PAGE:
With the exception of one possible problem--sites like YouTube are designed to prevent the use of copyrighted music, which is likely all that most people have on their PCs--you should be able to create a finished video in just minutes. (We'll look at video sharing via YouTube in a bit.)
If you are willing to dive a bit deeper into the Windows Live Movie Maker user interface, you'll be rewarded with a rich set of functionality. You can do things like add captions, which can be handy when you want to describe the location or subject of a particular photo or movie clip. Movie Maker's captions aren't static, however. They come complete with optional special panning effects, custom fonts, transparency settings, and even fine-tunable start and end times.
The collection of video transitions--which work with photo clips as well, of course--has expanded greatly since the beta. Now you can choose between over 60 different transitions, and can edit their duration. If it's a photo, you can determine whether (and how) it pans and zooms while onscreen, in a nod towards Ken Burns. (Heads-up, Apple fans: Microsoft had it first.)
In addition to simple brightness control, Windows Live Movie Maker also sports 20 visual effects, and if you want you can easily use two or more on the same clip using a Multiple effects tool. Visual effects range from the expected grayscale filters to some horizontal and vertical mirror images.
There are some nice additional editing features. You can choose between 4:4 and widescreen 16:9 aspect ratios for your project, fine-tune audio tracks, rotate clips, edit the audio mix (between the background audio of video clips and the underlying soundtrack), and perform other useful functions.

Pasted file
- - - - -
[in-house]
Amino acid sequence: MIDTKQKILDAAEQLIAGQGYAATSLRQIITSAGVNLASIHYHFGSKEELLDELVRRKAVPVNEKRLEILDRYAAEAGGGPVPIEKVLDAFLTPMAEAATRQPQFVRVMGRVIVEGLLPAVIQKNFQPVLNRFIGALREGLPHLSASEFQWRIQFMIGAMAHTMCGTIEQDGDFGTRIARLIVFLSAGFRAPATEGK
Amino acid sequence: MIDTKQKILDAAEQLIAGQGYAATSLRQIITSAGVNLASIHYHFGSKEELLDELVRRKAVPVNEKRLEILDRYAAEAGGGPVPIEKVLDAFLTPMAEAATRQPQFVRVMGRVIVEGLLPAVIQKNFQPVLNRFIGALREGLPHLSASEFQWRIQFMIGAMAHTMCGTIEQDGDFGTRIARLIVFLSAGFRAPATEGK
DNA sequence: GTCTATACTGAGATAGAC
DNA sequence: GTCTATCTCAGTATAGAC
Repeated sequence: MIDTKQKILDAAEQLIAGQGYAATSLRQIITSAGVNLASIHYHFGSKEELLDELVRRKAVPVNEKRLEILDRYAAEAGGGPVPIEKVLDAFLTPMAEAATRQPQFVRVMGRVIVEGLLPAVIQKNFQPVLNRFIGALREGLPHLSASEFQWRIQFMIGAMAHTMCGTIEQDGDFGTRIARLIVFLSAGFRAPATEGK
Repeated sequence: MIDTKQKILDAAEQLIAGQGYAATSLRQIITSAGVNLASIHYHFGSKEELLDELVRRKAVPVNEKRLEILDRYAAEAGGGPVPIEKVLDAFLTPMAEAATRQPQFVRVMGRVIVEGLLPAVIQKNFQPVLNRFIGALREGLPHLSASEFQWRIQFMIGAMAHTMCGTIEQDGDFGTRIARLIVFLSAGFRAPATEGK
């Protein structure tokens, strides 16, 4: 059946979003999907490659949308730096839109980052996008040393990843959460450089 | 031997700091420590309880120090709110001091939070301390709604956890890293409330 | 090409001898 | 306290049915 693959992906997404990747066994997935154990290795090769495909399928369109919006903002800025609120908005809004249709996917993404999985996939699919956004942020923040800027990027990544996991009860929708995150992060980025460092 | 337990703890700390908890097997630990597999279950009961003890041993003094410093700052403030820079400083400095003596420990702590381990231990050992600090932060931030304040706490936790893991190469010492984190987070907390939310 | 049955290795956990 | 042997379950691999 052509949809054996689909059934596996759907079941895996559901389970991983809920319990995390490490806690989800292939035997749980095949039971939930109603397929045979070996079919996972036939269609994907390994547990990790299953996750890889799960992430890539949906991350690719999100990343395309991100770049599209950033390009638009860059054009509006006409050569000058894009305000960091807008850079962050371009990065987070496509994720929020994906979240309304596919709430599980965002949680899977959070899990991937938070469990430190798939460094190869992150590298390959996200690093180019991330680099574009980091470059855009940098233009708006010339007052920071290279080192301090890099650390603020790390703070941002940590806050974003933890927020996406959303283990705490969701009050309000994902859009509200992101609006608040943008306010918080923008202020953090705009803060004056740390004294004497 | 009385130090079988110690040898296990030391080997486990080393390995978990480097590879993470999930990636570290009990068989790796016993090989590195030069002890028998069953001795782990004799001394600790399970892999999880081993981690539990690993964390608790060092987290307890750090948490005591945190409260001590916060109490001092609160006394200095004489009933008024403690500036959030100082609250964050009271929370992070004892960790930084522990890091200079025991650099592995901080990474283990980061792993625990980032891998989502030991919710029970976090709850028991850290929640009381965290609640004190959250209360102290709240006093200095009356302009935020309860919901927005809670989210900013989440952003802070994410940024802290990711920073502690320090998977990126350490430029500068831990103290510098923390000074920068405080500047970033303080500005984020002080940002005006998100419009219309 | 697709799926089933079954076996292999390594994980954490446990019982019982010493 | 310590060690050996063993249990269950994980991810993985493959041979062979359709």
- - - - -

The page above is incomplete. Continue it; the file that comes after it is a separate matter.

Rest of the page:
For most people, of course, the real fun begins when you share your creation with the world. And as you might expect, Windows Live Movie Maker does a great job with this as well. In keeping with the evolving worldview of video sharing, you'll see three default choices in the ribbon, in this order; YouTube, high-definition (1080p), and DVD. That's pretty forward-leaning and, in my opinion, smart. But you can choose between a variety of other sharing types by expanding the tab group. Here's the full range of options available to you...
You may be surprised that YouTube is the default sharing choice in Windows Live Movie Maker, though I should mention that Microsoft's own video sharing site, MSN Soapbox, was very recently cancelled due to lack of interest. YouTube, of course, is one of the most popular web sites in the world and, by far, the most popular video sharing site. So there it is.
Saving a movie to YouTube is a piece of cake assuming you already have an account there. You pretty much just click the YouTube button, fill in some information about the video, and then click Publish. Windows Live Movie Maker will create the video--which could take several long minutes, depending on its length--and then upload it to YouTube (which could also take a while).
What's interesting about this process is that Movie Maker actually creates and uploads a 720p (1280 x 720) HD movie, so people who view the movie online will have the option of doing so in HD. That's pretty sweet, and removes the silliness of needing two separate YouTube sharing buttons, one for standard definition and one for HD. The resulting movie is in WMV format, by the way, so it will work fine on Windows PCs, Zune devices, Xbox 360s, and various set top boxes as well. (What you can't do, and it's a problem, is create a version that works on Apple's products.)